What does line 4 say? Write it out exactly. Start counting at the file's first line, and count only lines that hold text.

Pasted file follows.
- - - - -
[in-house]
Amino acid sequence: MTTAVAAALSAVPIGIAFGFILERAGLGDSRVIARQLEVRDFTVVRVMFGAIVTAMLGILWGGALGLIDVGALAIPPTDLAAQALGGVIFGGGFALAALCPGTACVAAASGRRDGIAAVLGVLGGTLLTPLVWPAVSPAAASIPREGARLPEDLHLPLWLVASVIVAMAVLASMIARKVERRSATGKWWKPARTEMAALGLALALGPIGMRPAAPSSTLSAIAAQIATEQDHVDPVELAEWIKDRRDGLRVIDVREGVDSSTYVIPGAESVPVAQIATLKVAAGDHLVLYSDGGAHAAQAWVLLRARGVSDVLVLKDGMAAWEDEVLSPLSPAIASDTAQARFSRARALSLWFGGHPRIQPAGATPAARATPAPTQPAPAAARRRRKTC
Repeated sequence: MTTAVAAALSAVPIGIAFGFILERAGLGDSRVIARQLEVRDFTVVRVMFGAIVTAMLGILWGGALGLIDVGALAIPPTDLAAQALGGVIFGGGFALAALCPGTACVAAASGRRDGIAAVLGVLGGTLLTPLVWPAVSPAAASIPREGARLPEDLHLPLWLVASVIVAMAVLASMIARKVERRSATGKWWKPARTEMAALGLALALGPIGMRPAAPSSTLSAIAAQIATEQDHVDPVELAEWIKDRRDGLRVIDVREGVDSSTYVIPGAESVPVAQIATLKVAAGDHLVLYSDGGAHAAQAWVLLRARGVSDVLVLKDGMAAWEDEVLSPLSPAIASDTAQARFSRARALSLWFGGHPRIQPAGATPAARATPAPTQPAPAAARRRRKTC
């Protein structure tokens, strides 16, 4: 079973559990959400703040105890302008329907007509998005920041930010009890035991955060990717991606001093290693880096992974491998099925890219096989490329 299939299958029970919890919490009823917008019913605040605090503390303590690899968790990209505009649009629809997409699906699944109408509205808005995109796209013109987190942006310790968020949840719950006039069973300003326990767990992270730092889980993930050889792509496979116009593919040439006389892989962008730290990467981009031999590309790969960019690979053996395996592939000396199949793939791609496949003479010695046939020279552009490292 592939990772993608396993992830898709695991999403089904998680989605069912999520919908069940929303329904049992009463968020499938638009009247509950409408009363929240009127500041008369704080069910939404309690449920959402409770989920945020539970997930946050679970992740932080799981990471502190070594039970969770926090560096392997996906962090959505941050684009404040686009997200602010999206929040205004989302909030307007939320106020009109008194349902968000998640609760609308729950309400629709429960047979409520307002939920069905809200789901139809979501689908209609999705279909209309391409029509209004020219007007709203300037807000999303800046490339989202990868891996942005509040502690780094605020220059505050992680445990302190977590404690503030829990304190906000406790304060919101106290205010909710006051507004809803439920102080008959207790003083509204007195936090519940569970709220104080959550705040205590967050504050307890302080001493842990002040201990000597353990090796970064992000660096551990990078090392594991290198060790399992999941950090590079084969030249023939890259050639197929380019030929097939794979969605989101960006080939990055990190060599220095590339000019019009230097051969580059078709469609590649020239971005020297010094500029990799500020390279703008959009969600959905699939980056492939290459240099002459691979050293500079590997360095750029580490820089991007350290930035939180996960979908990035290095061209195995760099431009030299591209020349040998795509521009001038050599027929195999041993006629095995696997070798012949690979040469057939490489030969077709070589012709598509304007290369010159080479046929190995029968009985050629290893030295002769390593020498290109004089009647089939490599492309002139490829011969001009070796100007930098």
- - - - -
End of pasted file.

């Protein structure tokens, strides 16, 4: 079973559990959400703040105890302008329907007509998005920041930010009890035991955060990717991606001093290693880096992974491998099925890219096989490329 299939299958029970919890919490009823917008019913605040605090503390303590690899968790990209505009649009629809997409699906699944109408509205808005995109796209013109987190942006310790968020949840719950006039069973300003326990767990992270730092889980993930050889792509496979116009593919040439006389892989962008730290990467981009031999590309790969960019690979053996395996592939000396199949793939791609496949003479010695046939020279552009490292 592939990772993608396993992830898709695991999403089904998680989605069912999520919908069940929303329904049992009463968020499938638009009247509950409408009363929240009127500041008369704080069910939404309690449920959402409770989920945020539970997930946050679970992740932080799981990471502190070594039970969770926090560096392997996906962090959505941050684009404040686009997200602010999206929040205004989302909030307007939320106020009109008194349902968000998640609760609308729950309400629709429960047979409520307002939920069905809200789901139809979501689908209609999705279909209309391409029509209004020219007007709203300037807000999303800046490339989202990868891996942005509040502690780094605020220059505050992680445990302190977590404690503030829990304190906000406790304060919101106290205010909710006051507004809803439920102080008959207790003083509204007195936090519940569970709220104080959550705040205590967050504050307890302080001493842990002040201990000597353990090796970064992000660096551990990078090392594991290198060790399992999941950090590079084969030249023939890259050639197929380019030929097939794979969605989101960006080939990055990190060599220095590339000019019009230097051969580059078709469609590649020239971005020297010094500029990799500020390279703008959009969600959905699939980056492939290459240099002459691979050293500079590997360095750029580490820089991007350290930035939180996960979908990035290095061209195995760099431009030299591209020349040998795509521009001038050599027929195999041993006629095995696997070798012949690979040469057939490489030969077709070589012709598509304007290369010159080479046929190995029968009985050629290893030295002769390593020498290109004089009647089939490599492309002139490829011969001009070796100007930098």